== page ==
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Associations of empirically derived dietary patterns and cognitive performance in older men: Results of the Osteoporotic Fractures in Men (MrOS) study.

Maturitas 2024 May 32
OBJECTIVE: The aim of this study was to examine associations between empirically derived dietary pattern scores and cognition, as well as risk of cognitive decline, over an average of 4.6 (± 0.3) years in older men.

MATERIALS AND METHODS: This analysis was conducted as part of the Osteoporotic Fractures in Men (MrOS) prospective cohort study. Diet was assessed at Visit 1 (3/2000-4/2002) by food frequency questionnaire, and dietary patterns (Western and Prudent) were derived by factor analysis. The analytic cohort comprised 4231 community-dwelling American men who were aged 65 years or more. Cognitive function was assessed with the Modified Mini-Mental State exam (3MS) and the Trails B test at Visit 1 and at Visit 2 (3/2005-5/2006). Associations between dietary pattern score and cognition and risk of cognitive decline were estimated using mixed effects regression models. Model 1 was adjusted for age, clinic site and total energy intake (TEI). Model 2 was further adjusted for calcium and vitamin D supplement use, body mass index (BMI), physical activity, smoking, diabetes and hypertension (Western diet group) and education, calcium and vitamin D supplement use, depression, BMI, physical activity, smoking and stroke (Prudent diet group).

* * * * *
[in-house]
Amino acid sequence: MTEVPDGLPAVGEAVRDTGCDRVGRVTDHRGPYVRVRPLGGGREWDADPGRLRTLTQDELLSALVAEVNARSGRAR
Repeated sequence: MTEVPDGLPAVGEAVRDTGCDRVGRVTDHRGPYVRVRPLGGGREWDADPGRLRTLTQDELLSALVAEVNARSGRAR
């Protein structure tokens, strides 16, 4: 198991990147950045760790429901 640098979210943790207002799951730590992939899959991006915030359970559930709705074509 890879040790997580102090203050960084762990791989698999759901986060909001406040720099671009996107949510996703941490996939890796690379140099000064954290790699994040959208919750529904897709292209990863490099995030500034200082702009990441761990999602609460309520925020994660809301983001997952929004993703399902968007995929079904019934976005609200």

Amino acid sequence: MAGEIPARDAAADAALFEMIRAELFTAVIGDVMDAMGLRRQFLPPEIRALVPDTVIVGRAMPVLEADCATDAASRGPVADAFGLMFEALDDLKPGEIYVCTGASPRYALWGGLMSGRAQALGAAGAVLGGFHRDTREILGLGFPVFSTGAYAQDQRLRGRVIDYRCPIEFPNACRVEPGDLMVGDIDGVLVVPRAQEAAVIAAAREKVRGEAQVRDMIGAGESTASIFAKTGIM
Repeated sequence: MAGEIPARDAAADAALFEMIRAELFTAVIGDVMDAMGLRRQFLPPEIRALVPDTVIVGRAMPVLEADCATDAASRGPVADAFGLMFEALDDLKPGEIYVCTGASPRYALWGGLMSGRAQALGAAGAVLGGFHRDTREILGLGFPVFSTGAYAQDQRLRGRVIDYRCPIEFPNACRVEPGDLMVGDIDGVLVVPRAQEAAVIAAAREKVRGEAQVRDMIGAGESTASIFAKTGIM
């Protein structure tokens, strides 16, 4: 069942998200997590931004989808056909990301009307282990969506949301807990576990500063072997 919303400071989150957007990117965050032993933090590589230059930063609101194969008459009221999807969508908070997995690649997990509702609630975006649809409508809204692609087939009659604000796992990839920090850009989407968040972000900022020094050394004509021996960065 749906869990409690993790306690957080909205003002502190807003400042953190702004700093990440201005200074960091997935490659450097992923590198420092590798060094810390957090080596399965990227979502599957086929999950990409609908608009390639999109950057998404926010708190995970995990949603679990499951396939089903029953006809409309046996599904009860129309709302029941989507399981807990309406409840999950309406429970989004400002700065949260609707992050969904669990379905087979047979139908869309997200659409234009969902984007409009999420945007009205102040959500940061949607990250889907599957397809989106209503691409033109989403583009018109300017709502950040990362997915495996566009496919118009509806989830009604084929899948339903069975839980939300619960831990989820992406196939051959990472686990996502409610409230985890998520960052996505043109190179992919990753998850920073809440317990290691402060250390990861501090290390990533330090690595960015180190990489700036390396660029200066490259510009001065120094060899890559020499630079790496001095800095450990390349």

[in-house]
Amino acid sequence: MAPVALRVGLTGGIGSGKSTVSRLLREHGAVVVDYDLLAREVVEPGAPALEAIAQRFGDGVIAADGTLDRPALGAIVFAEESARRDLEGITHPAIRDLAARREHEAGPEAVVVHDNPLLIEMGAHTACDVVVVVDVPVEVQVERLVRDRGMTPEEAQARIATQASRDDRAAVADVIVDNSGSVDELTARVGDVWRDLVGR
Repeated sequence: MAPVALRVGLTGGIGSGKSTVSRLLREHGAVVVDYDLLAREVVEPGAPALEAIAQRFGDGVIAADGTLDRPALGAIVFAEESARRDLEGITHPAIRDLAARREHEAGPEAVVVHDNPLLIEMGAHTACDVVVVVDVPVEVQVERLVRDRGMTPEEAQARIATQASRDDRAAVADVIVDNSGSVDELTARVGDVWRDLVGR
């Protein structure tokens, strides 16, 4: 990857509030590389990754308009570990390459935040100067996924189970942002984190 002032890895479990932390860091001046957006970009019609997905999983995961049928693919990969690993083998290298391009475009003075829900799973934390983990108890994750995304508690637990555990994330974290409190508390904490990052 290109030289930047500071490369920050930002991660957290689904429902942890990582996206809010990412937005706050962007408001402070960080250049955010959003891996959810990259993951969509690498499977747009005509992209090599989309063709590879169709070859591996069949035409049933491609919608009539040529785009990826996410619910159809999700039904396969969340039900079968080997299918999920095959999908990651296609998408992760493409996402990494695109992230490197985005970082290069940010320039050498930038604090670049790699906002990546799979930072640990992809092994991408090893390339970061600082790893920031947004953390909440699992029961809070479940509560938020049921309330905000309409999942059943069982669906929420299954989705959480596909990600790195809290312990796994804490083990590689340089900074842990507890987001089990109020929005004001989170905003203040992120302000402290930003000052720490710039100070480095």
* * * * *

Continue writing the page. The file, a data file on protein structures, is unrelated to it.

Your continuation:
RESULTS: Adherence to the Western dietary pattern was associated with higher 3MS scores and shorter Trails B test time at Visit 1 in Model 2. Adherence to the Prudent dietary pattern was associated with higher 3MS scores in Model 1 but not Model 2. There were no independent associations between dietary pattern scores and risk of cognitive decline 4.6 (± 0.3) years later at Visit 2.

CONCLUSION: The results do not support a robust protective effect of the Prudent dietary pattern on cognition in the MrOS cohort. Associations between the Western dietary pattern and better cognitive scores should be interpreted with caution. Further research is needed to understand the complex interactions between dietary patterns and cognition in older men.

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